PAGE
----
One of my earliest memories is of my paternal grandmother trimming my hair and twisting rags all over my head, hoping she could make me look like Shirley Temple. I remember her disappointment when the curls petered out and I ended up with neither straight nor curly hair. Through a lifetime of haircuts, I have tried to push my hair one way or the other with mixed results.
I ended up with neither straight nor curly hair. I have tried to push my hair one way or the other all of my life.
Anyone remember those Toni home perms? My mother thought at some point I should move over to the curly side. The smell was overwhelming and the end result made me look a bit like Clarabell the Clown. I begged her to stop and spent the next phase of haircuts moving from the Audrey Hepburn short hair look to looking just like my mother to sleeping in huge curlers to achieve a smooth bouffant teased look.
When I saw the musical Hair from the upper balcony of a Chicago theater, pre-kids, it affirmed everything I wanted my hair to be:
Gimme head with hair
Long beautiful hair
Streaming, flaxen, waxen
Give me down to there hair
Shoulder length or longer
Here baby, there mama
Everywhere daddy daddy
Hair, hair, hair, hair, hair, hair, hair
Flow it, show it
Long as God can grow it
I wanted that hair. It had to be straight and not too styled or poofy. Many of my friends ironed (literally with an iron) theirs. But I could get the look by brushing it dry to get rid of those waves. It was glorious. Then came the seventies. After baby #1, someone convinced me to get a shag cut. Not bad.
By 1973, when baby #2 came along, I was too tired to care. By baby #3 in 1977, however, my hair was definitely shorter and lower maintenance. I’m pretty sure I was cutting my own hair in those days, along with my husband’s and kids’. I was no pro, so his looked pretty bad — lumpy and piled up a bit thick on the top. My son’s was a version of a bowl cut. The worst home haircut was the one I gave to my older daughter, who kept insisting I make her bangs shorter. When we reached the Mamie Eisenhower look, I refused to go any shorter. Only then did she explain that she wanted her bangs gone.
I have lived through plenty of my own hair disasters that brought me to tears. Before my bridal shower, I went to a random salon near where I lived, which resulted in a much-too-short, unflattering cut. Of course, I cried, but eventually it grew out and I survived.That’s when I went into the DIY haircutting business. Much to my mother’s dismay, I refused to have it styled for my wedding because I wanted to look like myself.
Then there were my years with Mr. George. On the recommendation of a neighbor, I went to him after I had moved to Evanston and had three young kids. I actually followed this very unpleasant man from one salon to another to another. I should have wondered why he always turned the chair so I couldn’t see what he was doing. But for reasons unknown, I stuck with him through permanents for the big hair look of the eighties and coloring for graying hair.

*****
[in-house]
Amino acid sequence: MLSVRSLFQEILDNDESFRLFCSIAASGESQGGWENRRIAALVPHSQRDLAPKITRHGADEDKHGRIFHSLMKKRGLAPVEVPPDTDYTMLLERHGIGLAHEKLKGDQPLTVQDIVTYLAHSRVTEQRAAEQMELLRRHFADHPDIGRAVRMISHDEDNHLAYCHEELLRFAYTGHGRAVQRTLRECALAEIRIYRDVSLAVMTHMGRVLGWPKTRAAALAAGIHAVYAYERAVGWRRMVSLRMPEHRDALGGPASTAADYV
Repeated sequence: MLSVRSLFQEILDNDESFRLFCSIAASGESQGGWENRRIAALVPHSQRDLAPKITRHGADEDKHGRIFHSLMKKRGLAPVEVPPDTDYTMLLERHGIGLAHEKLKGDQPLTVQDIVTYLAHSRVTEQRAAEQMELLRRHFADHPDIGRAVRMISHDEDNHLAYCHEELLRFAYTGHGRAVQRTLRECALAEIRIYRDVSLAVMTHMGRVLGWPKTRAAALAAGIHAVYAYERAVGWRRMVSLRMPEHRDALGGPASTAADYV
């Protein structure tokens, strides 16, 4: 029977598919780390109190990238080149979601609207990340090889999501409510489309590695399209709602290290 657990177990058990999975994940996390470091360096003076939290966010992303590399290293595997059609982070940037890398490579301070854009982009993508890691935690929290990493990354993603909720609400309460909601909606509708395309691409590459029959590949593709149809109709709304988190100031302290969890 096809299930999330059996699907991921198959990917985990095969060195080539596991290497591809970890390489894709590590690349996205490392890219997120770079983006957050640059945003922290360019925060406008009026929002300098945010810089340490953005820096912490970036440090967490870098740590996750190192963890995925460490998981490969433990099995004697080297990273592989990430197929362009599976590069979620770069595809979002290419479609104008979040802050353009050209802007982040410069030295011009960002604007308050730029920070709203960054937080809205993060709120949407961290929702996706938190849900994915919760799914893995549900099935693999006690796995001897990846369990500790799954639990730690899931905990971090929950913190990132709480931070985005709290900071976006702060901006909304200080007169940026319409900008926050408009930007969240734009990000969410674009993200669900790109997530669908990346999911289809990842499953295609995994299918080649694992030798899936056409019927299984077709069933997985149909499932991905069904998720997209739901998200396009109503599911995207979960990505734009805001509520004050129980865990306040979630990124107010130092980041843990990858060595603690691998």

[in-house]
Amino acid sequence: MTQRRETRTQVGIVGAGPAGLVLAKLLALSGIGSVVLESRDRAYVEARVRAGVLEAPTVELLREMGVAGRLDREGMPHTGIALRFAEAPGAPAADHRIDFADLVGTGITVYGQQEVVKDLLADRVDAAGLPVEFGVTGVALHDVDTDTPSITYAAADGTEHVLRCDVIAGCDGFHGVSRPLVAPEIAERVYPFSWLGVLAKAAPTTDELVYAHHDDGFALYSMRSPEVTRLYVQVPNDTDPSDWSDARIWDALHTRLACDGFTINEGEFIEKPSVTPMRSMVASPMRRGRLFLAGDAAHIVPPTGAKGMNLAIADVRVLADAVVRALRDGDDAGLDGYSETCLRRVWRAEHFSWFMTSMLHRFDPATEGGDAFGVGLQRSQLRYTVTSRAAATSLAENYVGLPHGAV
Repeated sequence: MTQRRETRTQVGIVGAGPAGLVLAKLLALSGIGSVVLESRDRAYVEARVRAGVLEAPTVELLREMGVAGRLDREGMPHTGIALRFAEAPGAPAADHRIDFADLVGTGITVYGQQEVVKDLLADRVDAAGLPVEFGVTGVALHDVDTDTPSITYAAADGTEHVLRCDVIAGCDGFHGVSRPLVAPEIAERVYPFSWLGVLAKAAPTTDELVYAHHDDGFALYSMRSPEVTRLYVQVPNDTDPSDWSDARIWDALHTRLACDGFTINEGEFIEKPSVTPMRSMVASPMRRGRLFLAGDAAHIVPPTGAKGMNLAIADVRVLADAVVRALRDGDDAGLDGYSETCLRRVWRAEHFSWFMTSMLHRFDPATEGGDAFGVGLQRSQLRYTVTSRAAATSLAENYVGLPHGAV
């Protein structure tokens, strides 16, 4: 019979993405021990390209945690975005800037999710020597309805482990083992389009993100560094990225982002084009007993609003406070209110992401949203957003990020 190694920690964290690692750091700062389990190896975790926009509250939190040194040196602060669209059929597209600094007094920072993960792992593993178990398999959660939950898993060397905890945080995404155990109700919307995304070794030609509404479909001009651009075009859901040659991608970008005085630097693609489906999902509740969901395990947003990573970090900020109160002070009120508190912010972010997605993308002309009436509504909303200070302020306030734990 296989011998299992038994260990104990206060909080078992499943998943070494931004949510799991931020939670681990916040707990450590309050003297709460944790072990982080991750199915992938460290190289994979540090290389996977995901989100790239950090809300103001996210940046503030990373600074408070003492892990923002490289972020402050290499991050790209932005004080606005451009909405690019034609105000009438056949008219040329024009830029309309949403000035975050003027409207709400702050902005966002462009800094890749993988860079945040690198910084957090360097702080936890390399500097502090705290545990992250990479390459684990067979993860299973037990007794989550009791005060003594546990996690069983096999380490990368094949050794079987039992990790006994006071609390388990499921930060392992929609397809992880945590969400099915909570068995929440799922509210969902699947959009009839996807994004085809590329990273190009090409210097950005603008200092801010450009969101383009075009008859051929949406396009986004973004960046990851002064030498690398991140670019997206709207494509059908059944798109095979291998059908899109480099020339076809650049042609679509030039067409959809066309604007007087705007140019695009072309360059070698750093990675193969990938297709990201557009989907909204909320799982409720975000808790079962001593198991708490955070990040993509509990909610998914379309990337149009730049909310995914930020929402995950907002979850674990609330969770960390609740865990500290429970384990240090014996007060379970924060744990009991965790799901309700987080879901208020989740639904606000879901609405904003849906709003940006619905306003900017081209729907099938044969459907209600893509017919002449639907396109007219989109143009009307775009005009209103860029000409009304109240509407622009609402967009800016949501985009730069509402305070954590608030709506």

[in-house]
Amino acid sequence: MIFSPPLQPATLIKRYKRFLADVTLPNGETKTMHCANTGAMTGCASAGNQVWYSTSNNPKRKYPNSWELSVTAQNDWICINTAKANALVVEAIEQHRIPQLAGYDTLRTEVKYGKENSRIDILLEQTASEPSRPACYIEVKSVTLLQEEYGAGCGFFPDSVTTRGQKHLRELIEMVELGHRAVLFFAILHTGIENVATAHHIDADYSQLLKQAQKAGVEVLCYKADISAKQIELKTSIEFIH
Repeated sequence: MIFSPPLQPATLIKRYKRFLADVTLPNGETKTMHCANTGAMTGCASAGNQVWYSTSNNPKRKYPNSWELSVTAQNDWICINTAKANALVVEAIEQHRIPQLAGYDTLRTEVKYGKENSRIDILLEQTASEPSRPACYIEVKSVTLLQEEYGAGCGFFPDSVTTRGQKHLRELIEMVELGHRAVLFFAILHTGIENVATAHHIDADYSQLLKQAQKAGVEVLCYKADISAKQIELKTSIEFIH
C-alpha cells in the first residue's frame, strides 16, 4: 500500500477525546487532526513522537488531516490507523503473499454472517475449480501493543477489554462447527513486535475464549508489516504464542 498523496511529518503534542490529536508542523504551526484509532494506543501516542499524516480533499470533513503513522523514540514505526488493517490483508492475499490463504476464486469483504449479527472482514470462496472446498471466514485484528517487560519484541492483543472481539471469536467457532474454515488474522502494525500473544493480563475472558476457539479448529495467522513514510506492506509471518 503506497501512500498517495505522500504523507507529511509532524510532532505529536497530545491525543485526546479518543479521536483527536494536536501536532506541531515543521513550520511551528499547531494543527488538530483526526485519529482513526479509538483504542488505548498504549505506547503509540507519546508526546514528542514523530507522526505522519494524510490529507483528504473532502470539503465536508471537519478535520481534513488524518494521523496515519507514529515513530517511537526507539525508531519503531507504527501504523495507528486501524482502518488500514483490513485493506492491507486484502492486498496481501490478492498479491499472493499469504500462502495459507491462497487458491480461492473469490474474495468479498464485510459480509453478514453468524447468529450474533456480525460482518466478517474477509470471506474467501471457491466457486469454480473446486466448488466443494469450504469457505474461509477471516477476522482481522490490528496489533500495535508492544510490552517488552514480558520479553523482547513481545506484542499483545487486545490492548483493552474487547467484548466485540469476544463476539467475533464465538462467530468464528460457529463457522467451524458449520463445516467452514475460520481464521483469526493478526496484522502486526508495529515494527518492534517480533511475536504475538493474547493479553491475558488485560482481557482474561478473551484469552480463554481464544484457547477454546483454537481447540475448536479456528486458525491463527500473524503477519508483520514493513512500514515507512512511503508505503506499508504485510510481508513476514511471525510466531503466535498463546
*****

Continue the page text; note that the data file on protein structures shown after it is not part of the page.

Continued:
Despite his sarcasm and gossiping, once I was into him for over fifteen years, I didn’t know how to break up. By that time, my husband and several friends also used him. But when he made me look like Lainie Kazan for my daughter’s wedding and I had to have a friend rearrange his creation (more tears), I knew it was time.
In the end, I wrote him a letter. It’s not you, it’s me. I had my eyes on a parent at our preschool who managed a local salon and was a very nice guy. At least I enjoyed talking to him. But he had a very different vision for my hair. I should embrace my natural wave. It looked great when he did it, but I could never duplicate it on my own. After his kid left the preschool, I left him. No need for a letter this time.
By then, all of my colleagues at the school were going to Crazy Carol. She gave the best haircuts but had a very vivid fantasy life that involved an imaginary boyfriend who owned homes in Los Angeles and somewhere in Italy. She attended every big film premiere as well as the Oscars. For a time, I believed her, as I’m pretty gullible. Even after I caught on, no matter. We could still talk about movies while she gave me great haircuts. Mid-length but straight. No buster brown bangs. Easy to duplicate at home.
Then the pandemic hit. Like many, I let my hair grow out until I couldn’t stand it and chopped at my bangs and sides. I tried to color it myself and wound up with an interesting variety of shades of brown, punctuated by patches of gray. Just when I felt it was safe to return to the salon, to my horror Carol had disappeared. None of her legion of fans from my former preschool had any idea how to find her.
Now, I go to a very nice, normal woman who cuts my daughter’s hair and is a friend of hers. I can walk there from where I live and it never takes more than an hour, even with color. It may not be magical like my Crazy Carol creations, but it looks fine. I am finally at peace with my hair.
Boomer. Educator. Advocate. Eclectic topics: grandkids, special needs, values, aging, loss, & whatever. Author: Terribly Strange and Wonderfully Real.